By Larry Stovall
McCurtain Memorial Hospital locked down for the third time in around two weeks on Monday after a caller threatened to shoot hospital staff for denying care to a McCurtain County Jail inmate, according to a statement from MMH CEO Brian Whitfield.
“I want to make it abundantly clear,” Whitfield said. “MMH has not and will not ever deny medical treatment to anyone. Our emergency room is open 24 hours per day, seven days per week and we see as many as 15,000 visits per year to this hospital.”
“We have, for over half a century, provided healthcare to this community and that includes inmates in the county jail. We do not see color, even if it is orange, when medical emergencies or requests for routine treatment are presented to us.”
The threat, Whitfield said, stemmed from an incident at the jail where an inmate yelled out a jail window that he needed medical treatment. The man was allegedly heard by nearby protestors, who had gathered in the area calling for the resignation of McCurtain County Sheriff Kevin Clardy, Sheriff’s investigator Captain Alicia Manning, and McCurtain County Jail Administrator Larry Hendrix.
Clardy, Manning and Hendrix, along with former District 2 County Commissioner Mark Jennings, were captured on tape by McCurtain Gazette News publisher Bruce Willingham in an allegedly illegal meeting on March 6. The recording proved extremely controversial and allegedly included discussion of murdering Willingham and his son Chris, references to lynching black men and others.
Jennings has since resigned his position, while Clardy, Manning and Hendrix have not.
According to Whitfield, shortly after the man shouted at protestors, the hospital’s emergency room began receiving calls asking why “the hospital” was refusing to see the inmate. Whitfield said at that time, and when his later press release was prepared, no calls for medical treatment on behalf of the inmate had been received and the inmate had not been brought to the hospital for treatment.
Around 3 p.m., Whitfield described, another call was received by the emergency room, this time containing a threat to gun down hospital staff for refusing treatment to the inmate.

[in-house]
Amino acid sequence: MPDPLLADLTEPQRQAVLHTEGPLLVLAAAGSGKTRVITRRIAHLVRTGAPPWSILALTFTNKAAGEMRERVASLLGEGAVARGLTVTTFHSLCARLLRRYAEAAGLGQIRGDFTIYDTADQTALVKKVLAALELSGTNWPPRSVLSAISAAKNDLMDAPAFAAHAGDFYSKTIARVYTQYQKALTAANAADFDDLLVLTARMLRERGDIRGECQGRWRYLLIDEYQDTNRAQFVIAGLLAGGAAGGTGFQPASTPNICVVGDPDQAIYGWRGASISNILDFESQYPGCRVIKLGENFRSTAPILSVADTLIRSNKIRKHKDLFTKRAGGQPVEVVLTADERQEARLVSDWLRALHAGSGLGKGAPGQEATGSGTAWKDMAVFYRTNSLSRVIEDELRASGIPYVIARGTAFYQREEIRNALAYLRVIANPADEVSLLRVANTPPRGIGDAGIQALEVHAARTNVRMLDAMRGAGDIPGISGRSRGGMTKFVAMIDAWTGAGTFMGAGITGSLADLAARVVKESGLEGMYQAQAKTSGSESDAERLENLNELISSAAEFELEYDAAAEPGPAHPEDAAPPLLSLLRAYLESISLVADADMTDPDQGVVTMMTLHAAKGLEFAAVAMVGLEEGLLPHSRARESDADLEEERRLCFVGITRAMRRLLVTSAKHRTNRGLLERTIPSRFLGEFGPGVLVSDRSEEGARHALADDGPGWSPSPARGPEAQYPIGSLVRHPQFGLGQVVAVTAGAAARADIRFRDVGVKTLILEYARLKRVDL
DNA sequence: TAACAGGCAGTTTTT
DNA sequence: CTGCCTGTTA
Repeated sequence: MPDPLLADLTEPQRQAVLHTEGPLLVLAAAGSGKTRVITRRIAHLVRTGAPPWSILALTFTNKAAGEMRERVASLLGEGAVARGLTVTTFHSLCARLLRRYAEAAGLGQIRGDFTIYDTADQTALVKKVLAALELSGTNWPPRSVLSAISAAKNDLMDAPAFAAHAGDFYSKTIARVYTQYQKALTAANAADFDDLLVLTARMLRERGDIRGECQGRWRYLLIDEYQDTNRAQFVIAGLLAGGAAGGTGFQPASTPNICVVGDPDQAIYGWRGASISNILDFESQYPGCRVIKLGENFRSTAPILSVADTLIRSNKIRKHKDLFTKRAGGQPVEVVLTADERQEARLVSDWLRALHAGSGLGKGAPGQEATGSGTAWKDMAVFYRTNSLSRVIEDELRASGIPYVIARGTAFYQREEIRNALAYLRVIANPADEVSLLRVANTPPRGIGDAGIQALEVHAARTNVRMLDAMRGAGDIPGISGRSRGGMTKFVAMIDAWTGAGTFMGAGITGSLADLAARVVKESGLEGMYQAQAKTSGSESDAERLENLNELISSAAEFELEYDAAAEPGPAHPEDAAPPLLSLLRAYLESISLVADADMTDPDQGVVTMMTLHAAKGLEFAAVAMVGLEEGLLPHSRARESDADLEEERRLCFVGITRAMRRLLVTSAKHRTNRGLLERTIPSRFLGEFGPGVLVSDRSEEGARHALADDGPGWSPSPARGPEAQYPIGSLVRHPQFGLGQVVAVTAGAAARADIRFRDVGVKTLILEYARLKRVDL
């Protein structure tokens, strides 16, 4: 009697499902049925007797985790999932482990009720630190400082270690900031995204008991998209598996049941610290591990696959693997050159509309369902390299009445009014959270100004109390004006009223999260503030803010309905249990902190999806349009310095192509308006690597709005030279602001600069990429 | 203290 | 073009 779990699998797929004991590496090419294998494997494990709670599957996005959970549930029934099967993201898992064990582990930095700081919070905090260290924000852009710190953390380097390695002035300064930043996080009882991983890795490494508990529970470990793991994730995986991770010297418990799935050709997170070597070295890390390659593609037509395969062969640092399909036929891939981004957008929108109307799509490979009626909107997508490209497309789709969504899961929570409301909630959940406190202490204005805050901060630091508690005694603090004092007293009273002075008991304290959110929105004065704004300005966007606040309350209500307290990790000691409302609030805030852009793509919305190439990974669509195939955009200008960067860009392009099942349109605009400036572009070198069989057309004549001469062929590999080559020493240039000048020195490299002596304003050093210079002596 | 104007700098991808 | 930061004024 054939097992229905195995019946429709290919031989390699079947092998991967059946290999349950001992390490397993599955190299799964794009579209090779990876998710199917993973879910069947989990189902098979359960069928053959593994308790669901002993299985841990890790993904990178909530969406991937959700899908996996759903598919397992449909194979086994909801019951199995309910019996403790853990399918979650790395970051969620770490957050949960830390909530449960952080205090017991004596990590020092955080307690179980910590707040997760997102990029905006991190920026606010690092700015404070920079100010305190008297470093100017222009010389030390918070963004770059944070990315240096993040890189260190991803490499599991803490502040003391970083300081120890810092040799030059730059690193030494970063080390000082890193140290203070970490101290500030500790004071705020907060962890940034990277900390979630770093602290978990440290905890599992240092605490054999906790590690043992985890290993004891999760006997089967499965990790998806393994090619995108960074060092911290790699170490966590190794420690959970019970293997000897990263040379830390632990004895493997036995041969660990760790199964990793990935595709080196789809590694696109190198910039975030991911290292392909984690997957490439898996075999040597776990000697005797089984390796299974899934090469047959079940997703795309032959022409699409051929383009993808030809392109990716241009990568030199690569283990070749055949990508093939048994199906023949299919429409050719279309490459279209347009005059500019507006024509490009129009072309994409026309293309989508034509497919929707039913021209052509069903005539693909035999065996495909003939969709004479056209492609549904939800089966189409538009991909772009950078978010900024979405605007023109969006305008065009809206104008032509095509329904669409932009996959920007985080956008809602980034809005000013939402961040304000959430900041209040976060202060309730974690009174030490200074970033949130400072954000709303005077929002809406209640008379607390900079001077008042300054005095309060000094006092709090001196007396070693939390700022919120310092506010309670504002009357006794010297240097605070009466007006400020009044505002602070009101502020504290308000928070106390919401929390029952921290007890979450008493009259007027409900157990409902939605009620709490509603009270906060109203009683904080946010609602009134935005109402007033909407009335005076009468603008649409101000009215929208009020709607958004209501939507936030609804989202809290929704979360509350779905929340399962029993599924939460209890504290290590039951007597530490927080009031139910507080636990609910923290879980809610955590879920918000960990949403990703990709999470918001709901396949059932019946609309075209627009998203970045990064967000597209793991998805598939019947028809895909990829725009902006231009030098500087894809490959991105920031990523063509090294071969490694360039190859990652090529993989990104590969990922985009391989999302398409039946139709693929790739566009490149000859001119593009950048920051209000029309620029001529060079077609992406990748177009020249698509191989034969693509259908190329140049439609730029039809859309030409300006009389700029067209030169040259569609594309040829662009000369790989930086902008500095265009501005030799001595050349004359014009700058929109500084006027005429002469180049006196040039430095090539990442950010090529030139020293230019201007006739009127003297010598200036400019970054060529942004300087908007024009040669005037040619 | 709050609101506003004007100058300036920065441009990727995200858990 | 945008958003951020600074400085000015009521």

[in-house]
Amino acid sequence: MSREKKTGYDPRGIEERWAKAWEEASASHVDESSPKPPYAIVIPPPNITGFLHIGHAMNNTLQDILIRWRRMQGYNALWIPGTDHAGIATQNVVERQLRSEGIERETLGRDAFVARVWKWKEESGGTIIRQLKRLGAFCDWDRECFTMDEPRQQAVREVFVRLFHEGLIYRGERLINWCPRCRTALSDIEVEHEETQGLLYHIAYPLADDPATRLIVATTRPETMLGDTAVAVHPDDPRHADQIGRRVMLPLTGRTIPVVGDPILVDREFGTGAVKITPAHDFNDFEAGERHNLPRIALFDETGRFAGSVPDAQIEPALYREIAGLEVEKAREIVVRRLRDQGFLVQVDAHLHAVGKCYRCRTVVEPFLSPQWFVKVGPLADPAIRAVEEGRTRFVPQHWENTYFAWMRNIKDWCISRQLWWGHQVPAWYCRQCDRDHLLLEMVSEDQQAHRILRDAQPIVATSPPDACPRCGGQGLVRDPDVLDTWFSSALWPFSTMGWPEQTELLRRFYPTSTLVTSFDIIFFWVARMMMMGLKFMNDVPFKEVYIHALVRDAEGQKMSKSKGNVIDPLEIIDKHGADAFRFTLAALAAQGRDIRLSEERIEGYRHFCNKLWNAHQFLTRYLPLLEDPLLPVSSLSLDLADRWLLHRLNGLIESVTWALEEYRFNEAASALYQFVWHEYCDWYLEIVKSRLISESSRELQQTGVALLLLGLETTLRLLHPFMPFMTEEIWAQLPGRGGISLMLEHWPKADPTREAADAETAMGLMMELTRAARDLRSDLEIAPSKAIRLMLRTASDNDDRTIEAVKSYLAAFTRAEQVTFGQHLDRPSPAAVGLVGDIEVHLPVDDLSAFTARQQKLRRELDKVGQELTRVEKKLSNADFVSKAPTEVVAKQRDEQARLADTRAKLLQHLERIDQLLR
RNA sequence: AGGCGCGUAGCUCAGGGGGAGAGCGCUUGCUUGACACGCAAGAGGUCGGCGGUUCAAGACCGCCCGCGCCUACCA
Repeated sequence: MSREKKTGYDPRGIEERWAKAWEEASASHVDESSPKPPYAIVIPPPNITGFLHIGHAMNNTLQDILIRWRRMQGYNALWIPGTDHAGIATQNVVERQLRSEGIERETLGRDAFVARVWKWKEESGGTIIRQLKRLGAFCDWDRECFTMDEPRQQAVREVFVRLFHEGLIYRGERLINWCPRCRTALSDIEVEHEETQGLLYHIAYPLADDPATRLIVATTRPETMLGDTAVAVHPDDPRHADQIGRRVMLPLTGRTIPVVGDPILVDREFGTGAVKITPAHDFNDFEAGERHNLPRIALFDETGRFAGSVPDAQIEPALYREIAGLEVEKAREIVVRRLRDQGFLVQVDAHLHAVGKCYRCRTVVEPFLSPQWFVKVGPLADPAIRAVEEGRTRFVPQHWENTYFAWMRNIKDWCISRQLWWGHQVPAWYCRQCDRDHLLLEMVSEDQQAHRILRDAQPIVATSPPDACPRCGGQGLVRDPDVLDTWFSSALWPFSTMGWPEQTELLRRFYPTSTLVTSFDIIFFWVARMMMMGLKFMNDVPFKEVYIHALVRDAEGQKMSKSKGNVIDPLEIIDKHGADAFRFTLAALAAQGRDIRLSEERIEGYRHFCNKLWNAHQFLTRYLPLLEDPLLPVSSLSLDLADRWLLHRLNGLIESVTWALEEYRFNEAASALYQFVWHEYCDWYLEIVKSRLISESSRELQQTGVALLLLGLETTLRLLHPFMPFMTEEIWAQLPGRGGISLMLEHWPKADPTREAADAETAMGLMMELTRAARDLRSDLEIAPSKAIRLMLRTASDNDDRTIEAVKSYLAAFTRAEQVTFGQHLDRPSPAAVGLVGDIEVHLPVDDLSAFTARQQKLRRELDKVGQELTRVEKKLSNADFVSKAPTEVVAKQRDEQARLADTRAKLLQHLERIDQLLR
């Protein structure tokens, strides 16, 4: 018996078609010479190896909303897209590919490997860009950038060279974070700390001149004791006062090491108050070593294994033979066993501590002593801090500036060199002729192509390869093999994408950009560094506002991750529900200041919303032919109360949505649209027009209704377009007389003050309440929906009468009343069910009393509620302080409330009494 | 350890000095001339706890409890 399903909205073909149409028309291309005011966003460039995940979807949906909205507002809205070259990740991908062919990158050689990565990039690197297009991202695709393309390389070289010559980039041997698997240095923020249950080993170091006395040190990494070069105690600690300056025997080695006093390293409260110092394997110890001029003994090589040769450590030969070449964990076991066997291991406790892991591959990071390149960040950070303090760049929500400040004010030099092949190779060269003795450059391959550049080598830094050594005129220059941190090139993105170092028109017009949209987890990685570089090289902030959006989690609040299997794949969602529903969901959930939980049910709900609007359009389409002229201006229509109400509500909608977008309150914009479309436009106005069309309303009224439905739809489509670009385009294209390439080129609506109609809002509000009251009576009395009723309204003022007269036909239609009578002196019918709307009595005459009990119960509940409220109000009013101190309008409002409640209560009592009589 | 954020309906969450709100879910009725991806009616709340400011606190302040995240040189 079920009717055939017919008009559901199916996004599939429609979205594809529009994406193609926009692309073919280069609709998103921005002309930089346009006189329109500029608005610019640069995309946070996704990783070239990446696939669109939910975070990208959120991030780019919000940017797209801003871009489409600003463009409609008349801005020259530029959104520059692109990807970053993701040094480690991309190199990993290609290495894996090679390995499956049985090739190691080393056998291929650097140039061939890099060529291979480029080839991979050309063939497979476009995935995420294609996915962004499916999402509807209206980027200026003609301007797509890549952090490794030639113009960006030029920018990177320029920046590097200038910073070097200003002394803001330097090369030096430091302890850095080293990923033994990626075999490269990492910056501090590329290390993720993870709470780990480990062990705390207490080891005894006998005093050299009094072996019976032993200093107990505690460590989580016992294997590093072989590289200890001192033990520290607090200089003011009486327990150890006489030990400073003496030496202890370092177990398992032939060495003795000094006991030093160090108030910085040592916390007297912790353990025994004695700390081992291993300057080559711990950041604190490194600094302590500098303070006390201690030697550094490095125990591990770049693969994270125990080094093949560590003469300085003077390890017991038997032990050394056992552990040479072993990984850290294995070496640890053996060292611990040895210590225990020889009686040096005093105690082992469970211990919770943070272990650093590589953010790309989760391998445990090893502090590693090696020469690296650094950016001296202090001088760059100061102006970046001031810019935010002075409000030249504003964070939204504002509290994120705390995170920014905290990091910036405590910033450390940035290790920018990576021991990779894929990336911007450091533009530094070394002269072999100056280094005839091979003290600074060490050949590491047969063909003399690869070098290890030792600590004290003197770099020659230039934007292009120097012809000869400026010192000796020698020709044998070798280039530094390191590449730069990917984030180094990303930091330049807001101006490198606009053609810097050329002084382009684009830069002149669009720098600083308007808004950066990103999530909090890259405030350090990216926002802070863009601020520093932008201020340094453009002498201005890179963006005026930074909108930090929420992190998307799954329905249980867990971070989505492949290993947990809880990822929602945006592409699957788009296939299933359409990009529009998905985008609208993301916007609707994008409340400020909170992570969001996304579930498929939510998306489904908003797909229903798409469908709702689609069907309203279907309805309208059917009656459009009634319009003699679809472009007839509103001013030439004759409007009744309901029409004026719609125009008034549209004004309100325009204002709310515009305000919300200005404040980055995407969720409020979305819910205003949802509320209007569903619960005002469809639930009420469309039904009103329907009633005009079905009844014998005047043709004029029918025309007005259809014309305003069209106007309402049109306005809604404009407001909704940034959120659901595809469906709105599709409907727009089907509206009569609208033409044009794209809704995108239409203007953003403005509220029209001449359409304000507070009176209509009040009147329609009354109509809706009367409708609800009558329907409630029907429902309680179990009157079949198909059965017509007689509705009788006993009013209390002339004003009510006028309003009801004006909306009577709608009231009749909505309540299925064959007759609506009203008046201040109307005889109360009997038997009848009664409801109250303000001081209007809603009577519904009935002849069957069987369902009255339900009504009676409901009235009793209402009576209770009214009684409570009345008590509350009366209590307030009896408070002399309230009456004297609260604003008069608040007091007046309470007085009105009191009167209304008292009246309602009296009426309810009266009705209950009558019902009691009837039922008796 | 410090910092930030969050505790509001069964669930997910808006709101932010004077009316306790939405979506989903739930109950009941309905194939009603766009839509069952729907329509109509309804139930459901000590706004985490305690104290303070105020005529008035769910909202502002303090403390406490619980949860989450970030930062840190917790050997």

Law enforcement was notified immediately and the hospital was placed on hard lockdown, Whitfield said.
Officers from the Idabel Police Department, Oklahoma Highway Patrol and other agencies responded to the hospital to ensure staff and patient safety, Whitfield said. No threat materialized.
Call to Hendrix
Whitfield said that after the threat had been received, he contacted Hendrix and told the jail administrator of the calls the hospital was receiving and that it was being communicated (allegedly by jail employees, Whitfield said), that the hospital was refusing to provide the inmate treatment.
Hendrix, Whitfield said, replied that he was “very much aware” of the inmate in question and said that the jail nurse would call Whitfield back.
“My number was taken, and I was informed that someone would return the call,” Whitfield said. “That has not happened as of the time of release of this statement (shortly after 6 p.m. Monday).”
Whitfield said that Idabel Police Chief John Martin called Hendrix as well, suggesting that the hospital was willing to evaluate the inmate if he could be transported to the hospital. That call, Whitfield said, ended with Martin also being told that the jail nurse would call the hospital.
Whitfield said he received another call from Hendrix later in the evening, where Hendrix said he was not going to “bend” to demands that the inmate be brought to the hospital for treatment. Whitfield said that Hendrix again said that the jail nurse would contact him, but that still had not occurred as of 6 p.m. Monday.
“The jail contracts with a third-party contractor for medical treatment and we have been informed that the jail has had this inmate evaluated,” Whitfield said. “We were offered, with a signed consent, (the opportunity) to review the inmate’s medical records, which I declined. The hospital has no business in this inmate’s medical record.”
“Our only interest is ensuring that the public is not misinformed that the hospital denied this gentleman treatment and that he does not in face need treatment that we can provide,” Whitfield said.
“We have made every attempt today to see this inmate in our emergency room to first ensure that no medical emergency exists and second, to ensure the public that this inmate is not in need of emergent care. If needed, we will provide the care he needs,” Whitfield also said.
McCurtain Memorial Hospital had already implemented strict security procedures on Thursday after a caller to the hospital told staff that there was a bomb on the premises, forcing the hospital to evacuate.
A very similar bomb threat took place on April 18, which also required evacuation and a search of the building.
No device was found following either incident, though Whitfield, in a statement release late last week, noted the real-life effects the threat had caused, including to a patient and family undergoing an end-of-life situation and to a patient with a potential cardiac emergency.
Whitfield’s comments on that incident were published in the Saturday-Sunday edition of the McCurtain Weekend Gazette-News.